Even as heavy raindrops poured down, orange flames leapt up from a pair of wrecked vehicles.
A dozen new recruits from the North Las Vegas Fire Department immediately went to work pulling oversized hoses and quickly extinguished the practice conflagration, undeterred by a storm sweeping through the region last week.
The exercise taught the new firefighters how to approach the flames, watch for unanticipated combustibles and — most importantly — communicate with one another.
“Training is very fast-paced because you’ve got to take in a lot of information in a short amount of time, and it’s really competitive,” 36-year-old firefighting trainee Jesse Blanchard said, nearly out of breath.
“The physical demands are what I expected,” Blanchard said. “I’m not old, but it’s harder at my age compared to some of these guys who are 20 or 21, and it’s even taken a toll on them.”
The newest batch of North Las Vegas firefighters are expected to graduate in March after enduring 24 weeks of rigorous training, marking the second round of hiring for a department that was nearly depleted during the recession.
North Las Vegas had a staffing high of roughly 200 firefighters a decade ago, but a ballooning deficit and an economic near-collapse caused that number to plummet to 140, Fire Capt. Jeff Hurley said.
City officials started replenishing the Fire Department last year with 18 recruits hired through a $3.7 million grant from the Federal Emergency Management Agency’s Adequate Fire and Emergency Response program.
For the current fiscal year, the North Las Vegas City Council erased the final remnants of a long-term deficit that skyrocketed at one point to $152 million. It agreed to hire 57 full-time employees — including the newest round of firefighters.
“We’ll be able to provide a better service to the community,” Hurley said. “Public safety is always a priority, but we’re also helping to attract businesses, because increased coverage means lower insurance costs.”
By 2014, as officials cut their way to solvency, the city’s workforce had fallen by half from a high of roughly 2,200 in 2006. North Las Vegas is slowly restoring many of those lost positions. Its current workforce is about 1,300.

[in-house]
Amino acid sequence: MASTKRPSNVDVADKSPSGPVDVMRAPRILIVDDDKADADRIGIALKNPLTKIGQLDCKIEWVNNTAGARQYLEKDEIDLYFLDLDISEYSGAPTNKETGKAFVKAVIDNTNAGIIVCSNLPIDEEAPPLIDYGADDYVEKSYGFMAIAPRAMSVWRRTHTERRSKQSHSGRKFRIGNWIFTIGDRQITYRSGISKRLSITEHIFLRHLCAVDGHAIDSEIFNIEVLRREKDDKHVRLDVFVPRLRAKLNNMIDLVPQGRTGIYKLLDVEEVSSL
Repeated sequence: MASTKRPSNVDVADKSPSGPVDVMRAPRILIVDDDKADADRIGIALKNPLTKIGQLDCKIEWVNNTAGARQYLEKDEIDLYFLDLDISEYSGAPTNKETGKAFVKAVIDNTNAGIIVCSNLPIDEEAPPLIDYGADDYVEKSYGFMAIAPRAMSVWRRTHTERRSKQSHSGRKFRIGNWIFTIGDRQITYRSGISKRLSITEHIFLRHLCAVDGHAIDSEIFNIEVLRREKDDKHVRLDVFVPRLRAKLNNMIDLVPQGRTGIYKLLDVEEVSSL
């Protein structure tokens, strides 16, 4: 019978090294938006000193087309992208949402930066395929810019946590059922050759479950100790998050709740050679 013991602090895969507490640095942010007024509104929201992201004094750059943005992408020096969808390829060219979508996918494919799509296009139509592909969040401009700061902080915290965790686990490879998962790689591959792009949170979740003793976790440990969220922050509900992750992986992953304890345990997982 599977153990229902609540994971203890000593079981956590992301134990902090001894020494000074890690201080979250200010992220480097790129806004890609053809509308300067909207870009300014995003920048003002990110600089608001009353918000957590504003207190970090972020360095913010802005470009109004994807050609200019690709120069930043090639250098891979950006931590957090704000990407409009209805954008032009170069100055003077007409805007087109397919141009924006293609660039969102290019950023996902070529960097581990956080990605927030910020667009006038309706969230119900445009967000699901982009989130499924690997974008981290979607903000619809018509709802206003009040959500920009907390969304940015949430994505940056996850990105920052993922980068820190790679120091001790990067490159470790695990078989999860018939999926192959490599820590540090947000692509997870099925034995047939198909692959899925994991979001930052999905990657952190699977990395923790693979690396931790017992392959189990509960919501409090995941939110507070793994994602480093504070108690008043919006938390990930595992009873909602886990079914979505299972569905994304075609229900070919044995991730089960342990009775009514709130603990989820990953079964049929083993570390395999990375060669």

Hurley cautioned that it might take several more years for his Fire Department to be fully staffed at 200 firefighters.
“As much as we need firefighters, we also need more police officers. We need more public works employees. We need more people in parks and recreation,” Hurley said. “I would like it done tomorrow, but we’re all growing together, and we have to do it responsibly.”
‘Together as a team’
North Las Vegas does not have a firefighting training center, so the city’s new recruits practiced extinguishing flames at an instruction facility in neighboring Las Vegas.
The trainees, ranging in age from 21 to 37, come from diverse backgrounds, officials said. A handful transferred from other Fire Departments. Some recently graduated from college, and others, like Jason Coates, previously worked as paramedics for private ambulance companies.
“I’ve been on a lot of calls with North Las Vegas, so having that history helped build my training as a firefighter,” Coates, 30, said. “Nothing we’ve done so far is easy, but I like the fact that we’re working hard everyday together as a team.”
Learning how to extinguish fires is only part of the intense training North Las Vegas’ newest firefighters are receiving.
The recruits are also learning how to drive water-filled rigs, cut into wrecked vehicles and — as several of them were surprised to learn — a lot of math to determine the size of rooms engulfed in smoke and flames.
“They come into training with a lot of enthusiasm, but I want to see that same level of excitement on the first day they hit the floor, and I want to see it five years from now,” Fire Capt. Dennis McLane said.
“We’re trying to instill in them to enjoy what they’re doing,” McLane said. “We have the best job in the world, but they’re always going to keep learning.”